The Spindle removal tool was designed and improved because of the damage to my Corvette's axle while using a competing tool. To see the difference, check the depth and consistency of the threads in the threaded end. Most tools do not have full depth threads that extend evenly to the end of the hole, and they do not control the depth of the hole accurately to insure even load distribution to the shoulder and to the end of the axle. The results of using an improperly designed tool are bent or distorted threads that ruin the axle, even when a die is used to repair the threads on the stud, it is still not the same axle.
This spindle removal tool is designed to be used in a press or with a hammer and has two important design improvements. The threads extent to the end of the threaded hole and will not damage your spindle threads as competing tools do. The threaded hole depth is a tightly controlled dimension that allows the distribution of the load to the shoulder at the spline. In some cases a small shim washer may be required to make sure that the load is applied to the shoulder of the spline and not to the end oend of the threaded shaft. This is due to the manufacturing tolerance of the axle thread.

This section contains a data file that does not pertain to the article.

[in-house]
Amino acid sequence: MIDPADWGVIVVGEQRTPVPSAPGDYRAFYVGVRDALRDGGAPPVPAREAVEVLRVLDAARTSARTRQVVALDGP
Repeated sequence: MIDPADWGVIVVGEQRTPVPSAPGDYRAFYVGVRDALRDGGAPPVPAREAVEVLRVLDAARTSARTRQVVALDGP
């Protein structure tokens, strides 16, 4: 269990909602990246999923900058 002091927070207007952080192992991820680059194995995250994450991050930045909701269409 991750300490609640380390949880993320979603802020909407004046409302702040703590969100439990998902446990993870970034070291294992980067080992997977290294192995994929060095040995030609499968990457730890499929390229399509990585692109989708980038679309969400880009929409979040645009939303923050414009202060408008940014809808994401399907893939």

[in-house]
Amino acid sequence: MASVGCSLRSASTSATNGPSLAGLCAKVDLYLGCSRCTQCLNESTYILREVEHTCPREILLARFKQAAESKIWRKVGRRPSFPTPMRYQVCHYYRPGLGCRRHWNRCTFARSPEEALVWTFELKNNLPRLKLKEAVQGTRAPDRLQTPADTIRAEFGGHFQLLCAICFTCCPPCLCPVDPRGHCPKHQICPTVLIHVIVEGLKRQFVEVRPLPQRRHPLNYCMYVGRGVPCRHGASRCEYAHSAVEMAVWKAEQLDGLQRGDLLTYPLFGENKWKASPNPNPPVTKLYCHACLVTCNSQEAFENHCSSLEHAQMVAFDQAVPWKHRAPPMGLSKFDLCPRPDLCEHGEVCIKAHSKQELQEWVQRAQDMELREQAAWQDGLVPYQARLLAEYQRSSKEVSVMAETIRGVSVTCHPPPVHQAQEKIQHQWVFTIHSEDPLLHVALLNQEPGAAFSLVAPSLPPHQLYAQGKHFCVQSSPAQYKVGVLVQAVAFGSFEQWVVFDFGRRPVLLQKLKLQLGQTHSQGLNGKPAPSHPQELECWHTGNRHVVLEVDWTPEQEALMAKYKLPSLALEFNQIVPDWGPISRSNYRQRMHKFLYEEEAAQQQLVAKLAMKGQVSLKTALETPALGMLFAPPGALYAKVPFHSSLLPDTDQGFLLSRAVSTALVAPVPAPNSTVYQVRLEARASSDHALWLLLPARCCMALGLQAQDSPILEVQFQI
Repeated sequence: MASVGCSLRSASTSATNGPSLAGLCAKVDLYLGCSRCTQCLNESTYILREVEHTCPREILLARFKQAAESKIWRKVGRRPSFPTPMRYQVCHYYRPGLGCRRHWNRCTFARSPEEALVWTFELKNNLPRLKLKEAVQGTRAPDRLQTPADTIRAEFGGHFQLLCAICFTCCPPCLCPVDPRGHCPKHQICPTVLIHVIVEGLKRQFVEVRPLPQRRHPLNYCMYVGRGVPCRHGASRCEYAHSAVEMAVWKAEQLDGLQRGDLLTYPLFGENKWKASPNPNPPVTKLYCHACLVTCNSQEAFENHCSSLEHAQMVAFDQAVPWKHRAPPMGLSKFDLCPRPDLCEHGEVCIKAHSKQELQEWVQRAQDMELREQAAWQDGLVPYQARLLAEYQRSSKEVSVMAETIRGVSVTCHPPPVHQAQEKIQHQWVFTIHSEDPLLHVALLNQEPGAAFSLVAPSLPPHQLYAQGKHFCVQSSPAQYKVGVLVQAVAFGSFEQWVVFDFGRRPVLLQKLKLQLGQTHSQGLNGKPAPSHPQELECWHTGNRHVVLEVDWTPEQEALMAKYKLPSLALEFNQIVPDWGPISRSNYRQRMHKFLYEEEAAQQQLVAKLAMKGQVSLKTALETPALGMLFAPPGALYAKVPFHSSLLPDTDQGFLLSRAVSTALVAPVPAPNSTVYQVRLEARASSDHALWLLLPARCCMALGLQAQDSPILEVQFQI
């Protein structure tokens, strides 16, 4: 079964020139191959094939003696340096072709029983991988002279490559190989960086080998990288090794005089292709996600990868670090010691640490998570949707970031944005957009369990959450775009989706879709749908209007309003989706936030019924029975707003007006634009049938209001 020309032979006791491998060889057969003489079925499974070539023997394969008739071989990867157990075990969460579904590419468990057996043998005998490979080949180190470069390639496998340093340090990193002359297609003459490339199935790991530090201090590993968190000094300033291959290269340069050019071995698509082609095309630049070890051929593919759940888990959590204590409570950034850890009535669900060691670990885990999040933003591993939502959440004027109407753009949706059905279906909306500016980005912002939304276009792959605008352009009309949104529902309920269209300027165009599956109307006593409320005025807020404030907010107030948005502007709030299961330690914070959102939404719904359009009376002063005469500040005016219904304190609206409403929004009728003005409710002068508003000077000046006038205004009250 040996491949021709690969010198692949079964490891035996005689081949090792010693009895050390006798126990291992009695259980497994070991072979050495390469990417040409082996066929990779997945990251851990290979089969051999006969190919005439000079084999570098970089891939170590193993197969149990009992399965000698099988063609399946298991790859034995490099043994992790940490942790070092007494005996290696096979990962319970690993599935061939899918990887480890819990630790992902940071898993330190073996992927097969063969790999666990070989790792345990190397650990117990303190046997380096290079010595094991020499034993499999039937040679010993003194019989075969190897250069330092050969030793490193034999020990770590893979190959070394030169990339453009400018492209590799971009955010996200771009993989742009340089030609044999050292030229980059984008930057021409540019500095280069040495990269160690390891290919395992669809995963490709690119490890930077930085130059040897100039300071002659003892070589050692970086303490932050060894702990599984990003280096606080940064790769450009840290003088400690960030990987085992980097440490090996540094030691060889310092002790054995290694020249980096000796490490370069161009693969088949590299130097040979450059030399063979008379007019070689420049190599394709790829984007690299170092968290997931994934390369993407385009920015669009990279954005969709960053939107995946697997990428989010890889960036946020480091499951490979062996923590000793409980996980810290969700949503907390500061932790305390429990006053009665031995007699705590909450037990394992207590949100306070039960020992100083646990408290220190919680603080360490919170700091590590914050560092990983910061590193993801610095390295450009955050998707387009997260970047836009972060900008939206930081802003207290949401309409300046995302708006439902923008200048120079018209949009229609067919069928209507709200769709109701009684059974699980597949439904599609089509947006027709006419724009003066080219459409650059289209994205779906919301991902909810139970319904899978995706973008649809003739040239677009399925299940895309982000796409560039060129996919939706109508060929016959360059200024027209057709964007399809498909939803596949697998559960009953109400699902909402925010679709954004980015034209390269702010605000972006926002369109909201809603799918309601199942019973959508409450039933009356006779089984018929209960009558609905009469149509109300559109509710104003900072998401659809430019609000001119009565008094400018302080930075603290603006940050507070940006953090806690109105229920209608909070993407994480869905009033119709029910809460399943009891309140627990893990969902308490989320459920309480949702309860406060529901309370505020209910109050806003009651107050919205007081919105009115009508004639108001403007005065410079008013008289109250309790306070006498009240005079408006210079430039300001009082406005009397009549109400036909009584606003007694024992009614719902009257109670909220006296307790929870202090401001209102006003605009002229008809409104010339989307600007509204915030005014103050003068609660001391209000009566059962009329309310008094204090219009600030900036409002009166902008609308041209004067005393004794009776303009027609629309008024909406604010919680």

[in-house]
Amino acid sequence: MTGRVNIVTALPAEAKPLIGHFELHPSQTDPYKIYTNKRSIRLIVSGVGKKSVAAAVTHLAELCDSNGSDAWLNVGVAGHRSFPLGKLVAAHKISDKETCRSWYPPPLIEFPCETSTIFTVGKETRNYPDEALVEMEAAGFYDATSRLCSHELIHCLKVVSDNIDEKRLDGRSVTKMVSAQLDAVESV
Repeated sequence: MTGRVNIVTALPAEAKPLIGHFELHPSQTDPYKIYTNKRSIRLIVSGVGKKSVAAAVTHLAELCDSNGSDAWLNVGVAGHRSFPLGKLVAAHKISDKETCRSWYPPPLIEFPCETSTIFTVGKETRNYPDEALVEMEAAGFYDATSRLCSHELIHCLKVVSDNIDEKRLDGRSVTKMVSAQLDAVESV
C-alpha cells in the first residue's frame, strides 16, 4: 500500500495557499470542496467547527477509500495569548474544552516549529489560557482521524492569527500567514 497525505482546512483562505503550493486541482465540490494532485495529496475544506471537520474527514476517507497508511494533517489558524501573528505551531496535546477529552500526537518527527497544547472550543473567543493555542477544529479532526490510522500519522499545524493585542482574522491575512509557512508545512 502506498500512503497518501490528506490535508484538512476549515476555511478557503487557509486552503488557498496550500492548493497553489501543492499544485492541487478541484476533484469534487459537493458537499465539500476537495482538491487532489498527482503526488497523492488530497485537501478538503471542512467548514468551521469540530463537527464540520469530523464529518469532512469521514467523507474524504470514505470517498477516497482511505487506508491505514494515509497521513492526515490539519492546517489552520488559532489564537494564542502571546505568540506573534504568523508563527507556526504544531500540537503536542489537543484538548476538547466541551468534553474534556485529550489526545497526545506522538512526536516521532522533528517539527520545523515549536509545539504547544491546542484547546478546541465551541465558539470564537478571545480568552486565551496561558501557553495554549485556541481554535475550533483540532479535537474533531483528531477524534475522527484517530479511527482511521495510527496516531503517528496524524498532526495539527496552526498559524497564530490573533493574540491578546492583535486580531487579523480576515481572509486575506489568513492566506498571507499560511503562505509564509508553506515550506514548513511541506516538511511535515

On a stable surface jack up and support your Corvette at the factory hard points. Give yourself an adequate amount of work space.
Remove the rear half shaft by removing the bolts at the differential mounting flange, and the bolts at the axle mounting flange.
Remove the drive shaft by pulling the top of the tire outward.
Remove the cotter pin from the castle nut on the rear axle.
Clean the threads with a wire brush and soak the axle threads with a good penetrating oil.
Have a second person apply the brakes and you can remove this nut with a two foot breaker bar and 6 point socket. (The 6 point socket is recommended to prevent rounding of the nut).
Remove the rear tire / rim assembly.
Remove and support the rear caliper assembly. - Consult your Corvette Shop Service Manual.
Using a small wire brush remove all corrosion, and accumulated grease / dirt from the 3 / 4" threaded end of the Axle.
Soak the Axle spline and companion flange with and companion flange with a good penetrating oil.
Install the tool on the threaded stud. The tool should screw on easily by hand.
Check to make sure that the tool bottoms against the shoulder of the spline. If it bottoms out on the end o on the end of the threaded stud, use a 3/4 inch shim washer or other appropriate shim to make sure that the load is on the shoulder and not the end of the threaded stud. This is important because failure to do this could result in damage to the 3/4" threaded end of the axle.
Use a press or a 3 to 5 lb hammer to drive the spindle out of the rear bearing supports.